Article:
Naturally my first fear was how much of an impact has this been having on my writing? Fortunately I have been writing (just) enough to be able to say with confidence, none at all. I’ve been writing the same story across at least four books read and there is no change in my writing voice.

So what is happening to that voice inside my head? Is the voice that reads the story that your eyes are seeing the same voice that puts your thoughts into words?

You may not realise, but it is possible to think without words, not easy, but possible. Next time you are thinking something just stop your thought mid-sentence and you’ll see that you actually know how the sentence is going to end, you don’t need the words. So why do we need that voice?

This realisation opens a whole world of questions about what other impacts the books I’m reading might have on me? What is the purpose of my personal changing voice? It would be interesting to track my moods against the books I’m reading and see if maybe there could be something deeper to all this.

Finally there is also the question of how can I best employ my voice in the heads of my readers to better serve my stories? Got you thinking –but in whose voice?

Happy Mother’s Day!

Mums are such amazing people. I know mine helps me out whenever she can, even when I don’t ask her, even when I don’t want her to help 🙂

It is great that we have a day dedicated to Mum’s across the world. A day when they get to feast on rubbery eggs and burnt toast, delicious because they have been made with love, if not skill. Millions of school-made gifts will be given; the soft drink-bottle terrariums and all manner of hand stitched, knitted or crochet useless things. The thought of it tempted me to turn my hand to such crafty tasks just for old time’s sake, but I thought it might make Mum cry with the nostalgia.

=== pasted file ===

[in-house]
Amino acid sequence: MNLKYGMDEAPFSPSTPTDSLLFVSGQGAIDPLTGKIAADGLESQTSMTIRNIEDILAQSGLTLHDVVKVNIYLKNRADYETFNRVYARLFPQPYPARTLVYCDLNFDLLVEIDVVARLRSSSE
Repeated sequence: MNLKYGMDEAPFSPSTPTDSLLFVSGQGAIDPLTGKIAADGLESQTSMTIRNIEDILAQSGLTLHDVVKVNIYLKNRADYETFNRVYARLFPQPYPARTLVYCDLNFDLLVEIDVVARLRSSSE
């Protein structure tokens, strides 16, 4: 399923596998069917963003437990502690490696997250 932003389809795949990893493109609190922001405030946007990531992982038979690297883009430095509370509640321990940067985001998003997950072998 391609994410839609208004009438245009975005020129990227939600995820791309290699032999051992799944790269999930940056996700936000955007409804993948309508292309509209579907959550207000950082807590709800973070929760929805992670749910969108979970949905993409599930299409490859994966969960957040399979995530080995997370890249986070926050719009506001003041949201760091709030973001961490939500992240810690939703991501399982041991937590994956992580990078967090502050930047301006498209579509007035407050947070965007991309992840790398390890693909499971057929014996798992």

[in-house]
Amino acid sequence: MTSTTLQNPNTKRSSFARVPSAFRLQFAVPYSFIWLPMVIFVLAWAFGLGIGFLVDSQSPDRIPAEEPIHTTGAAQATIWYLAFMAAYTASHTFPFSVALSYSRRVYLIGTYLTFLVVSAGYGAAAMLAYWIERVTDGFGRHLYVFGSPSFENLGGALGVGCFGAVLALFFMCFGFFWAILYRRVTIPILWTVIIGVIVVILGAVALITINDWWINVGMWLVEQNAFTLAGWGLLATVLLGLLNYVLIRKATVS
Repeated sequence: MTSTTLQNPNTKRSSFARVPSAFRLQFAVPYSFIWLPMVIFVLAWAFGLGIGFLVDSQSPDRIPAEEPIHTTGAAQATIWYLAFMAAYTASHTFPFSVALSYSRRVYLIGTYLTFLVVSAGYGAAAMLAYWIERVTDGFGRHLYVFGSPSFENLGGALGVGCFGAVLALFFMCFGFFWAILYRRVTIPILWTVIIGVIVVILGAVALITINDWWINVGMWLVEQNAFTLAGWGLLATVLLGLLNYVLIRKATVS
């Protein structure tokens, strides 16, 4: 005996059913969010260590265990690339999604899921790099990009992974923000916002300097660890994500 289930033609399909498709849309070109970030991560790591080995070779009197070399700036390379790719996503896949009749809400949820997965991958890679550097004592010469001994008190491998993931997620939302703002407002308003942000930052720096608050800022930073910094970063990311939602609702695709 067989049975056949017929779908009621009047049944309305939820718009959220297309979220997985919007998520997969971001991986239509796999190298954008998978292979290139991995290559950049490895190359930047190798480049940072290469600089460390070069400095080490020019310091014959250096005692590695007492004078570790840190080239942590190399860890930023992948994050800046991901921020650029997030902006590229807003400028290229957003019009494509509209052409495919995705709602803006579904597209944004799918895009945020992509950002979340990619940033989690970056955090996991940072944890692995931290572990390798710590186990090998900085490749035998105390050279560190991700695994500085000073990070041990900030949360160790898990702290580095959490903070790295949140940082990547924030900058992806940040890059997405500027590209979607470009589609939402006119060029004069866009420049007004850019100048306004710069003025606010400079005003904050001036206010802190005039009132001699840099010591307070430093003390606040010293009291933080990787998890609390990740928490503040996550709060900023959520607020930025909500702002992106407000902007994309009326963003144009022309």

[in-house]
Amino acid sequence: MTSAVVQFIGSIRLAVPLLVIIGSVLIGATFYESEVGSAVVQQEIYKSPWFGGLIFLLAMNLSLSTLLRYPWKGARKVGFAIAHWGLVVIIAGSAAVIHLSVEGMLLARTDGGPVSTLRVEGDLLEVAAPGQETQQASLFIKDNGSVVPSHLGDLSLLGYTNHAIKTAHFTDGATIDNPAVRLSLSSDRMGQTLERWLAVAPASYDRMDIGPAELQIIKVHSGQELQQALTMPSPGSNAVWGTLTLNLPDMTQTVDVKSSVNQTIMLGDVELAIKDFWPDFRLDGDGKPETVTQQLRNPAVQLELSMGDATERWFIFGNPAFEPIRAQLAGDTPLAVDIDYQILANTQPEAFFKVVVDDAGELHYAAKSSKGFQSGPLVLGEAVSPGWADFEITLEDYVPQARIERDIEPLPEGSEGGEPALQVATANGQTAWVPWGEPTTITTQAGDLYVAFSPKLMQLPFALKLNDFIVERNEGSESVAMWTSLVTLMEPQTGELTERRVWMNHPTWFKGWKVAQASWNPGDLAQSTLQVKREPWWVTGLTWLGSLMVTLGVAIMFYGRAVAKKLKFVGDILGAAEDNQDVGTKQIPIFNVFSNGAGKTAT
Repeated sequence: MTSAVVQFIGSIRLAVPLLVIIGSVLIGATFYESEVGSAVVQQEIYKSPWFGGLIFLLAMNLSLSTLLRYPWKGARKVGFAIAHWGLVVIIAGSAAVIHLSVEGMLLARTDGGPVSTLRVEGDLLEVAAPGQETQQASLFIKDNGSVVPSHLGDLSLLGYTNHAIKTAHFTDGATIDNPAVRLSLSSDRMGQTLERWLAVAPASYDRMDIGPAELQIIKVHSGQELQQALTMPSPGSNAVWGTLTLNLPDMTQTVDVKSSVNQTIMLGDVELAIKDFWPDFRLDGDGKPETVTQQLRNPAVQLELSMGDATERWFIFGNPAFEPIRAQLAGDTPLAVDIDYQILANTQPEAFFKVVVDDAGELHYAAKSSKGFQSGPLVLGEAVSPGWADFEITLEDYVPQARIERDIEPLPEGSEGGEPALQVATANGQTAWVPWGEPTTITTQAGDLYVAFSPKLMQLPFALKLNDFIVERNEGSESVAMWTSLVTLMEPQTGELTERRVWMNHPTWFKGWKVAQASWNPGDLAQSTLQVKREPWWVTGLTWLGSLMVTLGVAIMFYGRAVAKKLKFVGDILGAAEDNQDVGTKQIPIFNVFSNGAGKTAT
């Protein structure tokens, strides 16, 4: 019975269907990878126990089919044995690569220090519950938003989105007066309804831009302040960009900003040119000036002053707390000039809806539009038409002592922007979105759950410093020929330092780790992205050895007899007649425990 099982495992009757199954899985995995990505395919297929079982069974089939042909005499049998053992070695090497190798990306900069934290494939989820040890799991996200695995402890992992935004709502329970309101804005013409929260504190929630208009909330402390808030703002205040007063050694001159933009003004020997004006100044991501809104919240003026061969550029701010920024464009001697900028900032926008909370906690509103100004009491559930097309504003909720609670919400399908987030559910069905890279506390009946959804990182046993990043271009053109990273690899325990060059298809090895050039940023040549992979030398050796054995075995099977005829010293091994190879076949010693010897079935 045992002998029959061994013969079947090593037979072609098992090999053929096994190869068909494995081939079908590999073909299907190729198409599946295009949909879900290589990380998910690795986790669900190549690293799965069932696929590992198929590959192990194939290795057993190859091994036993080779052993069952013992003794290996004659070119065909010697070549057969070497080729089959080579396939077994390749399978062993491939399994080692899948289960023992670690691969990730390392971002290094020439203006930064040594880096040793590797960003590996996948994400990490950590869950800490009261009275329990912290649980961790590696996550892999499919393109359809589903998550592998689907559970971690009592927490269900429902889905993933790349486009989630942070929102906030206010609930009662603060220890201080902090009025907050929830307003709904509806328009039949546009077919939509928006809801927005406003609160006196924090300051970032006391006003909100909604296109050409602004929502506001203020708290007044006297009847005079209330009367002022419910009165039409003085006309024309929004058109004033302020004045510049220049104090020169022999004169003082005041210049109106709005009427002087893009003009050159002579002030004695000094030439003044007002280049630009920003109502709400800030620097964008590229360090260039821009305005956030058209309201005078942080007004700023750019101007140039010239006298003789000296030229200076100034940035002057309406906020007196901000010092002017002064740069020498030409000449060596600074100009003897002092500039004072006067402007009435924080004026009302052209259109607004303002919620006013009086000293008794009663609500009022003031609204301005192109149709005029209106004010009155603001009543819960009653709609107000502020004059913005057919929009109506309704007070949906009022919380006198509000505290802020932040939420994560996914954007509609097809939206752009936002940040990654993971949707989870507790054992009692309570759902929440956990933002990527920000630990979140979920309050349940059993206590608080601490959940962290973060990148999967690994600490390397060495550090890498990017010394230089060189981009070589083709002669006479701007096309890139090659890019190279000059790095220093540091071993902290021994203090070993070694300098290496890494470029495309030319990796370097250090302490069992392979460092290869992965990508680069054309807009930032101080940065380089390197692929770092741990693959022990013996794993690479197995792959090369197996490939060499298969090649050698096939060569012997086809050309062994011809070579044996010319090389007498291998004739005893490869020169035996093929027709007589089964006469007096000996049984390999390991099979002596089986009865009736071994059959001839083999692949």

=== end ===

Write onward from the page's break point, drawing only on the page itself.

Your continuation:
It is also important to spare a thought for those mothers who don’t have anyone to shower them with love today, or those whose mothers are no longer around to be appreciated. My heart goes out to you.

So thank you Mum for picking me up after the parties, for being there when the postie is delivering my online purchase, for feeding me my favourite dinner every time I come over… Oh, and for all that birthing and raising me stuff too.

To all the Mums out there; Happy Mother’s Day!

Seeing with your passion

I have been lamenting for some time about my lack of writing, it’s not that I’m not writing, I’m just not writing as much as I would like to be. Yes, I know, no-one’s fault but my own. But today while working in the garden I noticed something strange…

I was observing things; like the way my gumboots left chevrons of drying mud on the footpath: the way the leaves sounded like waves on the beach when raked into a pile: the way the golden elm held tightly onto her yellowing leaves, trying desperately not to mix them with the spent foliage of the liquid amber.

In short I was writing these observations into my memory.

It got me thinking about how we look at the world. Maybe an accountant would rake that lawn thinking about how much money they were saving by doing the job themselves? A statistician might stand there calculating how many times he had to draw the rake across a square metre to catch all the leaves, while a painter would see the base colour of each leaf, and the thirty other colours that came together to make the autumnal hue that I just called yellow.

We see everything with our passion, even if it is not in its truest form (for me, putting the words to paper/screen) but the words are always forming in my head. I guess that is how we know what it is we love to do, because in some ways we are always doing it.